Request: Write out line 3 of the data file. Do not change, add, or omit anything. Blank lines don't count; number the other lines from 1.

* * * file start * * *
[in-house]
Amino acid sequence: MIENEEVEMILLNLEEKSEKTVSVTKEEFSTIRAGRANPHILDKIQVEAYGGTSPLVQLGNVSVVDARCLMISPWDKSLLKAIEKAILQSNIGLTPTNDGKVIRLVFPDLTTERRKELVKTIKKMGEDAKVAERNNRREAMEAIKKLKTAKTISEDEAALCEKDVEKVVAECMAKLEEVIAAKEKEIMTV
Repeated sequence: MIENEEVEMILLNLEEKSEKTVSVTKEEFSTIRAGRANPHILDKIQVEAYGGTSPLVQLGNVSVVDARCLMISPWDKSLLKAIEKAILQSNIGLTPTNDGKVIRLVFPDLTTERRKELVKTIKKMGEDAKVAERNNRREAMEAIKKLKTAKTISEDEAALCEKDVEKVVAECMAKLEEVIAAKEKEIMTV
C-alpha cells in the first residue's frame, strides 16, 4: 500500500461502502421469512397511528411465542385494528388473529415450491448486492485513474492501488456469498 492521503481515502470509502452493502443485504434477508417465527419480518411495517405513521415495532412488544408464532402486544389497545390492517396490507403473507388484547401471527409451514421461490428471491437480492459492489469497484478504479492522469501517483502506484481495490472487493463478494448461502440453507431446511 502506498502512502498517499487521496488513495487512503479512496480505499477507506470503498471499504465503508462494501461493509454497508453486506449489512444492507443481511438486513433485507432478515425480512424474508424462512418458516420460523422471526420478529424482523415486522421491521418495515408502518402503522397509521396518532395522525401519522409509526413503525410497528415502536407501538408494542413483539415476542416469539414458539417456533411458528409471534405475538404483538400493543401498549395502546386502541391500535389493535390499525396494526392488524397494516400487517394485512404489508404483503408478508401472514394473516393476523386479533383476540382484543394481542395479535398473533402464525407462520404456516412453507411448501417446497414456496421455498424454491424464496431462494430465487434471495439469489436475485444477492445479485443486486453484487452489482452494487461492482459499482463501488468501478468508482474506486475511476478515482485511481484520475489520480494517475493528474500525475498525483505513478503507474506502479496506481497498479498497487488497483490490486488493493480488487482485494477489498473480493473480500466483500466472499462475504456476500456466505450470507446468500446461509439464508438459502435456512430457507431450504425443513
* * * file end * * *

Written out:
Repeated sequence: MIENEEVEMILLNLEEKSEKTVSVTKEEFSTIRAGRANPHILDKIQVEAYGGTSPLVQLGNVSVVDARCLMISPWDKSLLKAIEKAILQSNIGLTPTNDGKVIRLVFPDLTTERRKELVKTIKKMGEDAKVAERNNRREAMEAIKKLKTAKTISEDEAALCEKDVEKVVAECMAKLEEVIAAKEKEIMTV